Two new exhibitions at the University of Houston’s Blaffer Art Museum (Fine Arts Building, 4173 Elgin Street, Room 120) feature abstract sculptures and digital portraits from iconic contemporary artists Richard Rezac and Alfred Leslie. Both exhibitions make their debut with a reception from 6 - 9 p.m., Friday, Sept. 7 and are free and open to the public.
- “Richard Rezac: Address” will be on view through Saturday, Dec. 8. Organized by the Renaissance Society at the University of Chicago, the exhibition brings together 20 abstract sculptures and a selection of related drawings produced by the Chicago-based artist Richard Rezac over the last two decades. Wall-mounted, freestanding or hung from the ceiling, his mysterious yet familiar forms are composed of wood, glass, aluminum, bronze and paint. Rezac will attend the opening of his exhibition and will participate in two artist talks. His schedule is as follows:
- Richard Rezac on Sculpture: Influence, Context, Process: 6:30 - 8 p.m., Thursday, Sept. 6 at the Fine Arts Building, 4173 Elgin Street, Room 110
- Gallery talk with exhibition curator Solveig Øvstebø: 6:15 p.m., Friday, Sept. 7 during the opening reception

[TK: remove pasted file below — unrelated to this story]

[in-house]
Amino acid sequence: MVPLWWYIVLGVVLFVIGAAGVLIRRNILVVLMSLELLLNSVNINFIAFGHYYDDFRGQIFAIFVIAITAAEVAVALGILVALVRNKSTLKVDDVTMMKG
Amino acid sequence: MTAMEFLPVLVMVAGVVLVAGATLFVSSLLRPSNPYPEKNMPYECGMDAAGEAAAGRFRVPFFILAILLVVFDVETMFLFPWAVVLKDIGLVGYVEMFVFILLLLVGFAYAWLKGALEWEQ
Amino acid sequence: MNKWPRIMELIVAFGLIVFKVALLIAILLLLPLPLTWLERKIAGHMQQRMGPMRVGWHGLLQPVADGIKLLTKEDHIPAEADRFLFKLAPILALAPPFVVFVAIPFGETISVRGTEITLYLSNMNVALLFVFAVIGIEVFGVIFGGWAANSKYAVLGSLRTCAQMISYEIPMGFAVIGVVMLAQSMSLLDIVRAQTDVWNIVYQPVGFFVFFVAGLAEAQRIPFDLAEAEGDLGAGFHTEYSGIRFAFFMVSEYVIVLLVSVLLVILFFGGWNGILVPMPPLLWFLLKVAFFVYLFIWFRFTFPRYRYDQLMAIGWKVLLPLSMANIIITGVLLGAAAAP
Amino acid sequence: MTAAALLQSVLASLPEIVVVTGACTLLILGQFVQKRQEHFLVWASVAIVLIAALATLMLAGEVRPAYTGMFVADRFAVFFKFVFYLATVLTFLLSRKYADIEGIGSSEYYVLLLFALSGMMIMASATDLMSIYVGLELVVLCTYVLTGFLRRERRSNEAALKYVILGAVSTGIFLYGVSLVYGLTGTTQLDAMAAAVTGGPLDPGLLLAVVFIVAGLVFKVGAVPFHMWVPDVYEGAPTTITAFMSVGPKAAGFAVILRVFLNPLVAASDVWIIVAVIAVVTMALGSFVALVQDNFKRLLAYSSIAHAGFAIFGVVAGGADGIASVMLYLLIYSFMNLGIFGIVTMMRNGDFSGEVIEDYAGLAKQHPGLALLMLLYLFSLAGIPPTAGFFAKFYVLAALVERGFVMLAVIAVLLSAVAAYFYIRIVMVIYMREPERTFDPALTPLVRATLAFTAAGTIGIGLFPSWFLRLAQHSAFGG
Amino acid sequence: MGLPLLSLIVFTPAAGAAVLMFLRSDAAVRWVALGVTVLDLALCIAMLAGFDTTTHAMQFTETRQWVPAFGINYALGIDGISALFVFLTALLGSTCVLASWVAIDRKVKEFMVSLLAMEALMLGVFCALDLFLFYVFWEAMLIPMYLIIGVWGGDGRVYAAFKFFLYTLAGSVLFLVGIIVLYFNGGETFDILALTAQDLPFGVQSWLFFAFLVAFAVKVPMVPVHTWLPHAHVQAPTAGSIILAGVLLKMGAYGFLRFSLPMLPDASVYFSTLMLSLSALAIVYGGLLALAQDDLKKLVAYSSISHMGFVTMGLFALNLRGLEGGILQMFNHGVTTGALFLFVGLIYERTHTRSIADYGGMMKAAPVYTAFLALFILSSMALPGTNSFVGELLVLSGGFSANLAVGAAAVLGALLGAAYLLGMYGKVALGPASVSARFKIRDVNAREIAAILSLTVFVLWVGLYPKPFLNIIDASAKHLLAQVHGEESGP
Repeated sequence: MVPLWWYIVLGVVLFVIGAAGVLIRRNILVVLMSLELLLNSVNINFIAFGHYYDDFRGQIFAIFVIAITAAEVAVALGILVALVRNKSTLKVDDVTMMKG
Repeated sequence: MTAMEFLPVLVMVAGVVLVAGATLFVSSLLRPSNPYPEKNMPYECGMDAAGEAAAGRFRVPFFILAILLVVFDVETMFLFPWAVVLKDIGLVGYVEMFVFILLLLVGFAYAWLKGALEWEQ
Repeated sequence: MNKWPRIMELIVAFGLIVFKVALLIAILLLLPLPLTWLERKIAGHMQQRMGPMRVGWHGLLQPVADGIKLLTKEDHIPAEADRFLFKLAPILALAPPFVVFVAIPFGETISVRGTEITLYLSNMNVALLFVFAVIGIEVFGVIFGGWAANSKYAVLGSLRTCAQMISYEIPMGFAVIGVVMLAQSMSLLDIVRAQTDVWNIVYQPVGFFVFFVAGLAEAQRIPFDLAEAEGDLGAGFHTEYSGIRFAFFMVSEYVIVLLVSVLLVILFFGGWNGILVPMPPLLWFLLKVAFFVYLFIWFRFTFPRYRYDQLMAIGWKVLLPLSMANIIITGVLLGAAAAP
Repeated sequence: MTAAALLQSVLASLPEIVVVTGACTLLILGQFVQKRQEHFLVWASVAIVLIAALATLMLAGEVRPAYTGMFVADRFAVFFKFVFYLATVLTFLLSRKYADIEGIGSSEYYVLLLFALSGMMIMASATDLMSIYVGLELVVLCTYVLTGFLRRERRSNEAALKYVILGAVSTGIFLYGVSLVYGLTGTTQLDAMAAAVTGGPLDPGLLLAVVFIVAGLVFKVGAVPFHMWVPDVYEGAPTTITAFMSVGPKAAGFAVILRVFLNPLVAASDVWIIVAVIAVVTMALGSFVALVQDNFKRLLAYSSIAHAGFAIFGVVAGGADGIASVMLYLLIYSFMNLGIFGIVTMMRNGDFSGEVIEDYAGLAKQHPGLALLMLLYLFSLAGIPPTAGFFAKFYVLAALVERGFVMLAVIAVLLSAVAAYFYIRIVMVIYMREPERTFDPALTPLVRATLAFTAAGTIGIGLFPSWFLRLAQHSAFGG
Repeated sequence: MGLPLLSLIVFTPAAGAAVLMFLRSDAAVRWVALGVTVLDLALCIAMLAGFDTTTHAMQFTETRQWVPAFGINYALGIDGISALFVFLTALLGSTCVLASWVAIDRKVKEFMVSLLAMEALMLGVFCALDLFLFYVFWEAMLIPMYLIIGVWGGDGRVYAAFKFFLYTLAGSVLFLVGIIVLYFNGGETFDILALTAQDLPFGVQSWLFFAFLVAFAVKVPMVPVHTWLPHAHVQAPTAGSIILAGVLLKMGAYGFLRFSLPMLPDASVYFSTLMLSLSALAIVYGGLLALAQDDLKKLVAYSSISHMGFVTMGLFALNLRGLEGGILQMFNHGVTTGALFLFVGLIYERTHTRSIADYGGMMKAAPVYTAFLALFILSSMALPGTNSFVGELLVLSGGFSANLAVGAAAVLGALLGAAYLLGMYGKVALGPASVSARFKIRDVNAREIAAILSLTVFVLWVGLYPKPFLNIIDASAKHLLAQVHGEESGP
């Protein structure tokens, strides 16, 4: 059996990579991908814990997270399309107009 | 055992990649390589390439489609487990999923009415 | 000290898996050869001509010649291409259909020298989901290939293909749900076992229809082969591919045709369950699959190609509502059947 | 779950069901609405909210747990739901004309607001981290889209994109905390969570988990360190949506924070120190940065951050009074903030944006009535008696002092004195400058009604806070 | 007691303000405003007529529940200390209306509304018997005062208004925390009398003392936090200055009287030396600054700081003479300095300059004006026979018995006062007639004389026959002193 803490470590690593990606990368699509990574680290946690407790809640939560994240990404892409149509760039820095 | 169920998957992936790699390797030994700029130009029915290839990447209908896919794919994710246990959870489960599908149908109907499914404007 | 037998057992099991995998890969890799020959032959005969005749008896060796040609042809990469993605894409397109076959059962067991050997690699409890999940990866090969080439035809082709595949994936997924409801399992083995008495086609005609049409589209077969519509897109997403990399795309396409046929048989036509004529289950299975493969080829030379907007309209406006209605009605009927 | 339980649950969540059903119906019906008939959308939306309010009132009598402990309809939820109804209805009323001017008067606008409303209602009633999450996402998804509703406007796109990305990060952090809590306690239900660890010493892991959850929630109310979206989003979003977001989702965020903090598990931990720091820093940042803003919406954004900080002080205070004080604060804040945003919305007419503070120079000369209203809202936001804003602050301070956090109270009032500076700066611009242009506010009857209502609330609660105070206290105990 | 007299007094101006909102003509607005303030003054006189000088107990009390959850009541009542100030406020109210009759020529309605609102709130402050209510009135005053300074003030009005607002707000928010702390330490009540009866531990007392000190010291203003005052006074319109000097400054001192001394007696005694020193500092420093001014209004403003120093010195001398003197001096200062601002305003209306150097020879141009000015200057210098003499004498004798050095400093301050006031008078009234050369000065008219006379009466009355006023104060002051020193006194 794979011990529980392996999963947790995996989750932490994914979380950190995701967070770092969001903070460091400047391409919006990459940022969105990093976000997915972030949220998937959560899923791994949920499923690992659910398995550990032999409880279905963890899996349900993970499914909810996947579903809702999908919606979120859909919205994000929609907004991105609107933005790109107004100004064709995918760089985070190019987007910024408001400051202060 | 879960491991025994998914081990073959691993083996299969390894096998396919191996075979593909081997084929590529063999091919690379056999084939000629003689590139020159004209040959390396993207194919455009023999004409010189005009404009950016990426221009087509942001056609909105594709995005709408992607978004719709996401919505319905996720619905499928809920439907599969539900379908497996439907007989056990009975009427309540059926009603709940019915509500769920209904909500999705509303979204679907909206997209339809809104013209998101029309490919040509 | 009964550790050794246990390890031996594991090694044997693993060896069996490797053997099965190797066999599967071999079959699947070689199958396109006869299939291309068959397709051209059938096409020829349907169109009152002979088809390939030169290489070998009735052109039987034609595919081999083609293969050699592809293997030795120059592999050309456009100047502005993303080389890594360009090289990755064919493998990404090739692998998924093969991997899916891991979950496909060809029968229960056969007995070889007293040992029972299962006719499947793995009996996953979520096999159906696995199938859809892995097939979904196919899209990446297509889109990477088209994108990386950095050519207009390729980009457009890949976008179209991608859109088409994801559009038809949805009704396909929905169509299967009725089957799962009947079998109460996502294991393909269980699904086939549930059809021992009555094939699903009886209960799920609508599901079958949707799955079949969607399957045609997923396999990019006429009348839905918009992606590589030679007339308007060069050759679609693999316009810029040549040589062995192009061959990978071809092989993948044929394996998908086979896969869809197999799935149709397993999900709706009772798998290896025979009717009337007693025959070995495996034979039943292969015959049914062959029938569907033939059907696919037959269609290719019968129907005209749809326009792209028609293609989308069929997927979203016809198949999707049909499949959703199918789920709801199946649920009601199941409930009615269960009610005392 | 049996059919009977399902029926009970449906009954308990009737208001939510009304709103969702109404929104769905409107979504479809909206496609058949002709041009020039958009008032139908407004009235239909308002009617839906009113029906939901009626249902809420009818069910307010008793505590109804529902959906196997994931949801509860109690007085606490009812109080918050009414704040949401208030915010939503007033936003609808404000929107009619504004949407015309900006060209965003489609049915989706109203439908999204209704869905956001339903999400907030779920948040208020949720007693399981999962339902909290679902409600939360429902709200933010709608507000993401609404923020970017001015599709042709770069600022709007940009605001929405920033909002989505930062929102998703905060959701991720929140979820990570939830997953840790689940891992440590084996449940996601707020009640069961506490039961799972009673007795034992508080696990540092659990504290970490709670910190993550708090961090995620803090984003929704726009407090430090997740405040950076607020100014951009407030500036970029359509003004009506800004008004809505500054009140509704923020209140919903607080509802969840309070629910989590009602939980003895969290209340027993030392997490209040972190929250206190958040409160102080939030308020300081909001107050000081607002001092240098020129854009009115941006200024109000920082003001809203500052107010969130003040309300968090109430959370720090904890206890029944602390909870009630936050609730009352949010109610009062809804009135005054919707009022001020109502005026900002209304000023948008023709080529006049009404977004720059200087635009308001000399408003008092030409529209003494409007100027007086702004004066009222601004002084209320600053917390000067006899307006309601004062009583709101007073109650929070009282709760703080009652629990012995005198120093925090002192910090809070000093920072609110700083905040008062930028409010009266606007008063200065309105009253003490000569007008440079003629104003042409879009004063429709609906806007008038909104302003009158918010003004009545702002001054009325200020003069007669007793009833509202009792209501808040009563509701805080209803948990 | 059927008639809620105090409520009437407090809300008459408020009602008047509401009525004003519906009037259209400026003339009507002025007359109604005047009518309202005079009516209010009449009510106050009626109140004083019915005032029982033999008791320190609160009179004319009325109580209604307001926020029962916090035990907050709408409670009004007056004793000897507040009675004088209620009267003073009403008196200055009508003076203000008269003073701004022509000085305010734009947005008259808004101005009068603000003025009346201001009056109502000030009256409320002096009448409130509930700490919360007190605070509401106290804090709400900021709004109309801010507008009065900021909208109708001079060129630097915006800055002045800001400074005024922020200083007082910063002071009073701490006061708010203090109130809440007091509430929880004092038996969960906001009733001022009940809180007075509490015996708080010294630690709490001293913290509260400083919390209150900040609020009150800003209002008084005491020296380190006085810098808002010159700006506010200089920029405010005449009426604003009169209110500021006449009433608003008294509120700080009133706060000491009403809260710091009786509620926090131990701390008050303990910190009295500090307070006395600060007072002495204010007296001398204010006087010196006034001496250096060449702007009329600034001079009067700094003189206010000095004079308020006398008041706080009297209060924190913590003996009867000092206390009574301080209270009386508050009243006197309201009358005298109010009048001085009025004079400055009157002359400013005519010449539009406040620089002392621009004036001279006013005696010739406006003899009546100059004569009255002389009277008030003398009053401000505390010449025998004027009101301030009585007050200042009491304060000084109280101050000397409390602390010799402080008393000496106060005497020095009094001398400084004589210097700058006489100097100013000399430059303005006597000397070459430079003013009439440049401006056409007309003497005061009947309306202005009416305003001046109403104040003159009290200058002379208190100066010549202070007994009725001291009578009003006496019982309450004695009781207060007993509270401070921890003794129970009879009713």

- “Alfred Leslie: One Hundred Characters in Search of a Reader”will be on view through Saturday, Jan. 26, 2019. Inspired by his passion for fiction, Leslie gives us more than a dozen digitally painted portraits of literary characters made since 2013. Leslie’s career started in the early 1950s, and he has earned worldwide renown for his abstract and figurative paintings, observational drawings, experimental films, and work as a writer and publisher. His new digital portraits represent one of Leslie’s many acclaimed artistic reinventions.
Toby Kamps, Blaffer Art Museum director and chief curator, will talk about Leslie’s storied career from 6:30 - 8 p.m., Wednesday, Sept. 12 at Blaffer Art Museum.
“Alfred Leslie is an American master—one of the most accomplished and fearless artists working today,” Kamps said. “For this exhibition, he’s drawing on a lifetime of reading and showcasing the range of his painterly and imaginative skills in depictions of literary characters.”